Ukraine

In Crimea, independent press under threat

Press freedom in Crimea is deteriorating as the region's media fall under Russian laws and regulations. A CPJ fact-finding mission to Ukraine in June finds many independent journalists are fleeing Crimea because of arrests, attacks, and harassment. Broadcasters, including Crimean Tatar outlet ATR, pictured, are denied registration and journalists say they struggle to get accreditation.

StoryMap: Attacks on Crimea's press
Guest blog: Patriotism with Cold War tinge
Доклад на русском языке

(AFP/Max Vetrov)

Statements   |   Ukraine

Ukraine bars 17 Russian journalists from entering country

New York, June 2, 2016 - The Committee to Protect Journalists is alarmed by Ukraine's decision to bar 17 Russian journalists from entering the country until December 31, 2017.

Letters   |   Ukraine

CPJ urges Ukrainian President Petro Poroshenko to condemn threats to journalists

CPJ urges the Ukrainian president to condemn and investigate threats to journalists who have worked in eastern Ukraine.

May 24, 2016 2:16 PM ET

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Alerts   |   Ukraine

Hackers, lawmaker put reporters at risk in Ukraine

New York, May 11, 2016 -- The Committee to Protect Journalists today condemned the publication of the personal details of thousands of journalists and media workers who have reported from eastern Ukraine. CPJ also denounced a member of the Ukrainian parliament's praise for that action.

Attacks on the Press   |   Ethiopia, Sri Lanka, USA, Ukraine

Heroines for Press Freedom

Late on the evening of September 16, 2000, 31-year-old Ukrainian investigative journalist Georgy Gongadze left a colleague's house in Kiev and headed home to where his wife and young daughters awaited him. He never made it.

Statements   |   Ukraine

All journalists should be removed from Ukraine's list of banned individuals

New York, September 17, 2015--Ukrainian authorities today removed six international journalists from a list of at least 41 journalists and bloggers who have been banned from visiting the country for one year, according to news reports. Ukrainian President Petro Poroshenko signed the decree on Wednesday which banned a total of 388 individuals who it said represented "an actual or potential threat to national interests, national security, sovereignty, and the territorial integrity of Ukraine." Today, three BBC journalists, two Spanish journalists, and a German reporter were taken off the list.

September 17, 2015 1:22 PM ET

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Statements   |   Ukraine

Ukraine bans 41 international journalists and bloggers

New York, September 16, 2015--The Committee to Protect Journalists deplores a decree signed by Ukrainian President Petro Poroshenko today which, according to a copy viewed by CPJ, bans at least 41 international journalists and bloggers from Ukraine for one year. The journalists and bloggers were among 388 people named as representing an "actual or potential threat to national interests, national security, sovereignty and territorial integrity of Ukraine," according to news reports.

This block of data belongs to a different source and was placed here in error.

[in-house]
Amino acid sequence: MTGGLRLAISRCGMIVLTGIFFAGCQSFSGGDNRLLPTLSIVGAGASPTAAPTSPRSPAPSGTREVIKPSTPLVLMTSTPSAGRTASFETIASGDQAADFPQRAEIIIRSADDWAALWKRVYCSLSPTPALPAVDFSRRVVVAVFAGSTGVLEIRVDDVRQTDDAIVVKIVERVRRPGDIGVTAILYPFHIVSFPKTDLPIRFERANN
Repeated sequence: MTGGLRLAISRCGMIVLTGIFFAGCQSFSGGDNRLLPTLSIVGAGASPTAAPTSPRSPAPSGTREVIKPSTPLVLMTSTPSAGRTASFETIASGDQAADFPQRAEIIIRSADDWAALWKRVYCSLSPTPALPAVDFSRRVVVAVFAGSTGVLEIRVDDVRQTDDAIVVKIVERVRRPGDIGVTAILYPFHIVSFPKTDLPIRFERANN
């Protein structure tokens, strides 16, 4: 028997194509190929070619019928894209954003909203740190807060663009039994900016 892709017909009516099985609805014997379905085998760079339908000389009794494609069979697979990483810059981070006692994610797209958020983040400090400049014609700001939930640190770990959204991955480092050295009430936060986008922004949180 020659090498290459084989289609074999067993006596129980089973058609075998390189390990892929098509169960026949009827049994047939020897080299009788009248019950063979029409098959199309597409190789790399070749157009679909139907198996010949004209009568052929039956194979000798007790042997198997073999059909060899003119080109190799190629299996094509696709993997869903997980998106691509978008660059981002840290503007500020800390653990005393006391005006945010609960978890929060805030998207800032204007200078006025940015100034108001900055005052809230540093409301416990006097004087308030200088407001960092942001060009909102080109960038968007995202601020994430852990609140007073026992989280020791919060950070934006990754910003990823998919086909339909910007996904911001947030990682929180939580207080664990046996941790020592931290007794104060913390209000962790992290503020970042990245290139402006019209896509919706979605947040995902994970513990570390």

September 16, 2015 6:24 PM ET

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Blog   |   Ukraine

Mission Journal: Crimea's journalists in exile as Russia muzzles free press

A mural in Sevastopol shows President Vladimir Putin in a Navy uniform. Crimea's press is struggling to survive after Russia illegally annexed the Ukrainian region. (AP/Alexander Zemlianichenko)

"First they asked if my parents had any guns or drugs in the apartment, then they showed my picture to my mother and asked her to identify me," Anna Andriyevskaya said. The Crimean journalist, who is living in exile in Kiev, was describing a raid on her parents' home by Russian FSB agents. "Any other mother would have probably suffered a heart attack if police asked them to ID their children," she said.

Blog   |   Ukraine

How patriotism with a Cold War tinge is damaging Crimea's press

Newspapers are sold in Sevastopol in March 2014. Independent journalism has struggled after Crimea was illegally annexed. (AFP/Viktor Drachev)

"You should move to Kiev," I was trying to persuade a friend of mine to leave Crimea.

I first met him at the time when cassettes were used in voice recorders, there were no e-mail addresses on business cards, and people preferred to make acquaintances in bars, not online. He asked me not to make his name public, but all you need to know about him is that he is 30, lives in Crimea, and is an objective journalist. Lately, there has been a shortage of objectivity in the Crimean media.

Alerts   |   Russia, Ukraine

Russian journalist detained, beaten in eastern Ukraine

New York, June 17, 2015--A correspondent for the independent Moscow-based Novaya Gazeta was obstructed and briefly detained by the self-declared Donetsk People's Republic (DNR) in eastern Ukraine on Tuesday, according to news reports. Pavel Kanygin, a special correspondent for the newspaper, said he was beaten and interrogated in custody and then forced to leave the country, the reports said.

Case   |   Ukraine

Journalist injured covering fighting in eastern Ukraine

A freelance reporter was injured on June 14, 2015, while he was covering fighting in eastern Ukraine, near the city of Donetsk, which is a stronghold of pro-Russia separatists, according to news reports.

June 15, 2015 3:32 PM ET

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